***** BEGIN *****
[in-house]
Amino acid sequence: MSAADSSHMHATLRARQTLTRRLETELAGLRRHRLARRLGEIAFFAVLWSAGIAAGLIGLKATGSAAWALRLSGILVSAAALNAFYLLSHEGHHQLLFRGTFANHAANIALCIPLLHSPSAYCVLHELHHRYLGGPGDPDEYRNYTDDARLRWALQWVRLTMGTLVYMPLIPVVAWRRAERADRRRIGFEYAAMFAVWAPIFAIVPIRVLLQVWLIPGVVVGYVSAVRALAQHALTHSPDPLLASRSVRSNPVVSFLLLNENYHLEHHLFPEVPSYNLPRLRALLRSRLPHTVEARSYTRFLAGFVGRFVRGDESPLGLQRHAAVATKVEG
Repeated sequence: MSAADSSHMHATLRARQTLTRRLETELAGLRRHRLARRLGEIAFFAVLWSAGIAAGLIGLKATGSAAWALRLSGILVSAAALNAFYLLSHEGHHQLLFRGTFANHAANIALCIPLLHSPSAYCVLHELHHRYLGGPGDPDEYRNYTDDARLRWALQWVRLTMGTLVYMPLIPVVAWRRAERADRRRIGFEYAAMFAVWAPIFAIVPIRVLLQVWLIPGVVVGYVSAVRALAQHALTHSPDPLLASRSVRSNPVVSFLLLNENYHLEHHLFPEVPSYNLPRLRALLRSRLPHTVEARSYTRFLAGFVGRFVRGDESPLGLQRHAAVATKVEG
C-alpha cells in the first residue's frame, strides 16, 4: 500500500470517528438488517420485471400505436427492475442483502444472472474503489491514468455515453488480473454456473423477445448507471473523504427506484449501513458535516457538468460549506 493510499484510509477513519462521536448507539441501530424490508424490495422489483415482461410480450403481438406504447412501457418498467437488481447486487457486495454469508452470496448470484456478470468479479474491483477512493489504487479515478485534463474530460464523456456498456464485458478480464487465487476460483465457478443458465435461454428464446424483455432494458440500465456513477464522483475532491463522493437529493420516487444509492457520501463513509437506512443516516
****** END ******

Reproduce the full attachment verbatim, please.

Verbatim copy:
[in-house]
Amino acid sequence: MSAADSSHMHATLRARQTLTRRLETELAGLRRHRLARRLGEIAFFAVLWSAGIAAGLIGLKATGSAAWALRLSGILVSAAALNAFYLLSHEGHHQLLFRGTFANHAANIALCIPLLHSPSAYCVLHELHHRYLGGPGDPDEYRNYTDDARLRWALQWVRLTMGTLVYMPLIPVVAWRRAERADRRRIGFEYAAMFAVWAPIFAIVPIRVLLQVWLIPGVVVGYVSAVRALAQHALTHSPDPLLASRSVRSNPVVSFLLLNENYHLEHHLFPEVPSYNLPRLRALLRSRLPHTVEARSYTRFLAGFVGRFVRGDESPLGLQRHAAVATKVEG
Repeated sequence: MSAADSSHMHATLRARQTLTRRLETELAGLRRHRLARRLGEIAFFAVLWSAGIAAGLIGLKATGSAAWALRLSGILVSAAALNAFYLLSHEGHHQLLFRGTFANHAANIALCIPLLHSPSAYCVLHELHHRYLGGPGDPDEYRNYTDDARLRWALQWVRLTMGTLVYMPLIPVVAWRRAERADRRRIGFEYAAMFAVWAPIFAIVPIRVLLQVWLIPGVVVGYVSAVRALAQHALTHSPDPLLASRSVRSNPVVSFLLLNENYHLEHHLFPEVPSYNLPRLRALLRSRLPHTVEARSYTRFLAGFVGRFVRGDESPLGLQRHAAVATKVEG
C-alpha cells in the first residue's frame, strides 16, 4: 500500500470517528438488517420485471400505436427492475442483502444472472474503489491514468455515453488480473454456473423477445448507471473523504427506484449501513458535516457538468460549506 493510499484510509477513519462521536448507539441501530424490508424490495422489483415482461410480450403481438406504447412501457418498467437488481447486487457486495454469508452470496448470484456478470468479479474491483477512493489504487479515478485534463474530460464523456456498456464485458478480464487465487476460483465457478443458465435461454428464446424483455432494458440500465456513477464522483475532491463522493437529493420516487444509492457520501463513509437506512443516516